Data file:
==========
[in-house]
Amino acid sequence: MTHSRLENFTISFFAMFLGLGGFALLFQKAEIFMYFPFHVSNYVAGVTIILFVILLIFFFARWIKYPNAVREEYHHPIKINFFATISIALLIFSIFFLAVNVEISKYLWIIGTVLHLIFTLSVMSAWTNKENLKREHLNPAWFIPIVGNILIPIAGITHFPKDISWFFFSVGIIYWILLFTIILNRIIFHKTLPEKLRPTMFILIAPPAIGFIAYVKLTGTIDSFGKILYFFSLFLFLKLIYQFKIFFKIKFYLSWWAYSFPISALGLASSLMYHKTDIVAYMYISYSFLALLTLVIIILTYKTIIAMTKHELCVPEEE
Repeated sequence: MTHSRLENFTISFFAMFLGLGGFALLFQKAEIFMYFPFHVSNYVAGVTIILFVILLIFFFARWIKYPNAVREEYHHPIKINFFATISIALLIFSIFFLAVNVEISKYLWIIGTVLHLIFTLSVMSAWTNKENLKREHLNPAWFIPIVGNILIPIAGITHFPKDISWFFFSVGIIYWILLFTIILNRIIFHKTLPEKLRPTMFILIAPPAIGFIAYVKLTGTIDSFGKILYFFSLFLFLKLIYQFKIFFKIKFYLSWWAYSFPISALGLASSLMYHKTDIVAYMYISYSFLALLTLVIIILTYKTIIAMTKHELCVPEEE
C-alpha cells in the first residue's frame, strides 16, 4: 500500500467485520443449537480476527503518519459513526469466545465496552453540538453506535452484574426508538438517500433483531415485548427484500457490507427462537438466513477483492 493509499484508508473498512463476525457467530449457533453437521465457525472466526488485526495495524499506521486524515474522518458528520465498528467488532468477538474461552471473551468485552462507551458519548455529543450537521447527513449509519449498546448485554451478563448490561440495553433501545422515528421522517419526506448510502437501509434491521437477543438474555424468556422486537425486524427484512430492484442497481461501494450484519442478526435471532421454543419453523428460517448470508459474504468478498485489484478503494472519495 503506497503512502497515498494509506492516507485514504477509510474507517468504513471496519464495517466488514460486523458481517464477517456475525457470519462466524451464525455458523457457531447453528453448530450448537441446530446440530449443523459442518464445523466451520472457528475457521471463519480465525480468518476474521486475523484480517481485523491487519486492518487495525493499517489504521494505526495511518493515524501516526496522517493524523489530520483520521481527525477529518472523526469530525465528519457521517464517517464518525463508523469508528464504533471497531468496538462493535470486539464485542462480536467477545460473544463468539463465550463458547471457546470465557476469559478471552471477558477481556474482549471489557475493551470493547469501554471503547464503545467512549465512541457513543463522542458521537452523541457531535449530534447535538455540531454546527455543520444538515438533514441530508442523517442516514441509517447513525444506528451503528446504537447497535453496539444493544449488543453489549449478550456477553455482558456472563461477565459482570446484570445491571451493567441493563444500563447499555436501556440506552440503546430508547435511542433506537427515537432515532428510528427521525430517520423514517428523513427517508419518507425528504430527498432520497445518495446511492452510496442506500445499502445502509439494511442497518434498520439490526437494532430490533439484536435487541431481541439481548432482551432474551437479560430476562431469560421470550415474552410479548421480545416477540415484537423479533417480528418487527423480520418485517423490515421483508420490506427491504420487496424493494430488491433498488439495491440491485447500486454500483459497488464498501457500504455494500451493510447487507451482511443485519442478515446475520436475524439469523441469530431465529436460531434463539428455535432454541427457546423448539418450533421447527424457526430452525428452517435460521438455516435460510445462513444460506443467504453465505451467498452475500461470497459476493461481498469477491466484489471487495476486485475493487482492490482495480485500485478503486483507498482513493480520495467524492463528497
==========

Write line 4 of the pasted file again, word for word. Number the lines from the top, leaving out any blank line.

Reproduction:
C-alpha cells in the first residue's frame, strides 16, 4: 500500500467485520443449537480476527503518519459513526469466545465496552453540538453506535452484574426508538438517500433483531415485548427484500457490507427462537438466513477483492 493509499484508508473498512463476525457467530449457533453437521465457525472466526488485526495495524499506521486524515474522518458528520465498528467488532468477538474461552471473551468485552462507551458519548455529543450537521447527513449509519449498546448485554451478563448490561440495553433501545422515528421522517419526506448510502437501509434491521437477543438474555424468556422486537425486524427484512430492484442497481461501494450484519442478526435471532421454543419453523428460517448470508459474504468478498485489484478503494472519495 503506497503512502497515498494509506492516507485514504477509510474507517468504513471496519464495517466488514460486523458481517464477517456475525457470519462466524451464525455458523457457531447453528453448530450448537441446530446440530449443523459442518464445523466451520472457528475457521471463519480465525480468518476474521486475523484480517481485523491487519486492518487495525493499517489504521494505526495511518493515524501516526496522517493524523489530520483520521481527525477529518472523526469530525465528519457521517464517517464518525463508523469508528464504533471497531468496538462493535470486539464485542462480536467477545460473544463468539463465550463458547471457546470465557476469559478471552471477558477481556474482549471489557475493551470493547469501554471503547464503545467512549465512541457513543463522542458521537452523541457531535449530534447535538455540531454546527455543520444538515438533514441530508442523517442516514441509517447513525444506528451503528446504537447497535453496539444493544449488543453489549449478550456477553455482558456472563461477565459482570446484570445491571451493567441493563444500563447499555436501556440506552440503546430508547435511542433506537427515537432515532428510528427521525430517520423514517428523513427517508419518507425528504430527498432520497445518495446511492452510496442506500445499502445502509439494511442497518434498520439490526437494532430490533439484536435487541431481541439481548432482551432474551437479560430476562431469560421470550415474552410479548421480545416477540415484537423479533417480528418487527423480520418485517423490515421483508420490506427491504420487496424493494430488491433498488439495491440491485447500486454500483459497488464498501457500504455494500451493510447487507451482511443485519442478515446475520436475524439469523441469530431465529436460531434463539428455535432454541427457546423448539418450533421447527424457526430452525428452517435460521438455516435460510445462513444460506443467504453465505451467498452475500461470497459476493461481498469477491466484489471487495476486485475493487482492490482495480485500485478503486483507498482513493480520495467524492463528497